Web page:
President Serzh Sarkisian’s influential son-in-law, Mikael Minasian, on Thursday urged two prominent opposition politicians to stop accusing each other of secretly collaborating with him.
The row was sparked on Wednesday by two senior members of the opposition ORO alliance. They claimed that Minasian is behind Yelk, another opposition bloc that did much better than ORO in Sunday’s parliamentary elections.
“The authorities managed to create a 100 percent loyal parliament,” one of them, Armen Martirosian, told a news conference. “We now have a parliament formed by three persons: Serzh Sarkisian, Gagik Tsarukian and Mikael Minasian.”
Yelk will have 9 seats in the 101-member parliament, while ORO will not be represented in the National Assembly because it won only 2 percent of the vote, according to the official election results.
One of Yelk’s leaders, Nikol Pashinian, hit back at Martirosian and the other ORO member, Hovsep Khurshudian, on Thursday. “Mikael Minasian, his father-in-law or anybody like them cannot stand behind us,” he wrote on Facebook. “They can only stand in our shadow.”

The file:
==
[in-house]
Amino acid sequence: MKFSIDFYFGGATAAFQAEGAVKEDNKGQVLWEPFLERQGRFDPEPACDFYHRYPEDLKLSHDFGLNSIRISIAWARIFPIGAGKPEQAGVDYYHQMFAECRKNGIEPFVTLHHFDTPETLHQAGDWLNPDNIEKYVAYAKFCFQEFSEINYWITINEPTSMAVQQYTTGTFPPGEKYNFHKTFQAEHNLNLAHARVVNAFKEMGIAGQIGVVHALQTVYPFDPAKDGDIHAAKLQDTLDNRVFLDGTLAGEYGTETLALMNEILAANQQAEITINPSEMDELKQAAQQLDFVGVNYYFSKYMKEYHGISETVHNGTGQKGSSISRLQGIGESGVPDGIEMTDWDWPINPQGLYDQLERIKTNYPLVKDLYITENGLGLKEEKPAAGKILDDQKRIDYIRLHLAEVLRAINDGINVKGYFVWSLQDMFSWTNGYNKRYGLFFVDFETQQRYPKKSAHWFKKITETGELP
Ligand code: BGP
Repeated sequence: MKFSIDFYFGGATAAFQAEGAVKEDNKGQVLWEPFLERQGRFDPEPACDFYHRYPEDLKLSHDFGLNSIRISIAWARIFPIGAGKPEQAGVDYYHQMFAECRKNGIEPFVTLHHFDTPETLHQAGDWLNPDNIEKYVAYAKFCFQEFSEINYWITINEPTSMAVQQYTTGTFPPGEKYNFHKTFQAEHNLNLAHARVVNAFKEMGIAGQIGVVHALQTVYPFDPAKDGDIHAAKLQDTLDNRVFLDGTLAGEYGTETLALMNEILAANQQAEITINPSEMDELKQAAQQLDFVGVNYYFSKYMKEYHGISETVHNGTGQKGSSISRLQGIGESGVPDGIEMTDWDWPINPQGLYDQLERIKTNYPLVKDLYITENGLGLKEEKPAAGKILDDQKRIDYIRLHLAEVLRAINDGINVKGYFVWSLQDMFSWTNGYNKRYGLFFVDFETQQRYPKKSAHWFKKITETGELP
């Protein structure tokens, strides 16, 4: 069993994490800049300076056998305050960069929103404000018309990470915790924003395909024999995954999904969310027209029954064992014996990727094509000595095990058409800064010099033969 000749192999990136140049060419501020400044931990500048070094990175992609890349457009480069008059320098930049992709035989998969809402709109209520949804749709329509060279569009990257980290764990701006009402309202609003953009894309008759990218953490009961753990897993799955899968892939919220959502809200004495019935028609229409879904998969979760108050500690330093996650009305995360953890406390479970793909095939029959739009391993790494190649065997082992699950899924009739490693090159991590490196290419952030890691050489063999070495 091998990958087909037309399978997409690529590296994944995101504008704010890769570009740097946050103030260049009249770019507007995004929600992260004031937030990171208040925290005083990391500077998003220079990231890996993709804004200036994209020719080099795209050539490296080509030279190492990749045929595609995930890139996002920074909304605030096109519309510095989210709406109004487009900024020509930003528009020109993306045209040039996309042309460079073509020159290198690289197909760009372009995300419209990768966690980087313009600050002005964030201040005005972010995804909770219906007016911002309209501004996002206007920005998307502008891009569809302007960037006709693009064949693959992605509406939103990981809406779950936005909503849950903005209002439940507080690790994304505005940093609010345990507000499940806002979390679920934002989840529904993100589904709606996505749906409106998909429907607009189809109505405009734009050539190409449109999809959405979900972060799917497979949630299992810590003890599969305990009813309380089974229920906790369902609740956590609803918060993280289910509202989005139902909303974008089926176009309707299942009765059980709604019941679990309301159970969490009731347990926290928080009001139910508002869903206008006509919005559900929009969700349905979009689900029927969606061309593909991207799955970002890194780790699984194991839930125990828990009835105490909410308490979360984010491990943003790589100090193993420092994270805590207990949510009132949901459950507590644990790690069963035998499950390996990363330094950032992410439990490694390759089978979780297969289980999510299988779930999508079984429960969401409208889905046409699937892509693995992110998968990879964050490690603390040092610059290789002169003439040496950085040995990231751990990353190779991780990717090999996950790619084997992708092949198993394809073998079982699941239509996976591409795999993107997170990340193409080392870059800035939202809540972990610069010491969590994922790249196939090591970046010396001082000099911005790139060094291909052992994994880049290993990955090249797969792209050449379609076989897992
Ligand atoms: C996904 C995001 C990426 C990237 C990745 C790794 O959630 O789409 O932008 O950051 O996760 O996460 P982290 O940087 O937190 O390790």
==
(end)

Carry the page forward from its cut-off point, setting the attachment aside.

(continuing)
Pashinian suggested that the two ORO figures themselves have ties to Minasian, effectively accusing them of complicity in the violent dispersal last July of a demonstration held in Yerevan in support of anti-government gunmen occupying a police station. He argued that unlike another organizer of that demonstration, Andrias Ghukasian, Martirosian and Khurshudian were released shortly after their arrest.
Minasian, who is now Armenia’s ambassador to the Vatican, responded to the bitter recriminations with an open letter addressed to Pashinian and Martirosian. “I do not personally know you, Mr. Martirosian, or you, Mr. Pashinian,” he wrote. “My personal attitudes towards both of you are friendly, without any biased reservations.”
“Please stop this debate of fabrications. It is not only unpleasant but also harmful in terms of my professional activities,” added Minasian.
Minasian developed considerable political clout after Sarkisian was first elected president in 2008. He served as first deputy chief of the presidential staff from 2008 through the end of 2011. Political analysts regarded him as Sarkisian’s chief political and public relations strategist during that period. Some went as far as to proclaim him the president’s future successor.
Minasian, who is married to the president’s elder daughter, was named to run the newly established Armenian Embassy in the Holy See in 2013.